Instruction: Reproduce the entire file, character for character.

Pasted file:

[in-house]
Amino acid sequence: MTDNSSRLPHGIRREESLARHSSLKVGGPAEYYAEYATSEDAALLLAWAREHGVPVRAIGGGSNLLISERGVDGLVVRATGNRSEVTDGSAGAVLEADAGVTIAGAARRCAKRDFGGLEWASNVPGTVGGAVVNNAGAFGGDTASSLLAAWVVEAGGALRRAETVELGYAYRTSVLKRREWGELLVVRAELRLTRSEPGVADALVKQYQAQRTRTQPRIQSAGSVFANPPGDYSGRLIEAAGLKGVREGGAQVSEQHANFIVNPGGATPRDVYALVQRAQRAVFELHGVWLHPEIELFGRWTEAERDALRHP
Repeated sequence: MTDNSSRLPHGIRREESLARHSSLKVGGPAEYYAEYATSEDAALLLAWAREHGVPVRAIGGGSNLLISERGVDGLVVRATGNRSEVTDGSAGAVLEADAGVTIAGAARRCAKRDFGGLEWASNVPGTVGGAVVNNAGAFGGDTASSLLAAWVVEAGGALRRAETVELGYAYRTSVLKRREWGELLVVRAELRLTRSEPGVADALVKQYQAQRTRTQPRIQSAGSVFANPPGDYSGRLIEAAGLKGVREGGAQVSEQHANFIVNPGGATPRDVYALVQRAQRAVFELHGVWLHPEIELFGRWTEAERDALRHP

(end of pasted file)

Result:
[in-house]
Amino acid sequence: MTDNSSRLPHGIRREESLARHSSLKVGGPAEYYAEYATSEDAALLLAWAREHGVPVRAIGGGSNLLISERGVDGLVVRATGNRSEVTDGSAGAVLEADAGVTIAGAARRCAKRDFGGLEWASNVPGTVGGAVVNNAGAFGGDTASSLLAAWVVEAGGALRRAETVELGYAYRTSVLKRREWGELLVVRAELRLTRSEPGVADALVKQYQAQRTRTQPRIQSAGSVFANPPGDYSGRLIEAAGLKGVREGGAQVSEQHANFIVNPGGATPRDVYALVQRAQRAVFELHGVWLHPEIELFGRWTEAERDALRHP
Repeated sequence: MTDNSSRLPHGIRREESLARHSSLKVGGPAEYYAEYATSEDAALLLAWAREHGVPVRAIGGGSNLLISERGVDGLVVRATGNRSEVTDGSAGAVLEADAGVTIAGAARRCAKRDFGGLEWASNVPGTVGGAVVNNAGAFGGDTASSLLAAWVVEAGGALRRAETVELGYAYRTSVLKRREWGELLVVRAELRLTRSEPGVADALVKQYQAQRTRTQPRIQSAGSVFANPPGDYSGRLIEAAGLKGVREGGAQVSEQHANFIVNPGGATPRDVYALVQRAQRAVFELHGVWLHPEIELFGRWTEAERDALRHP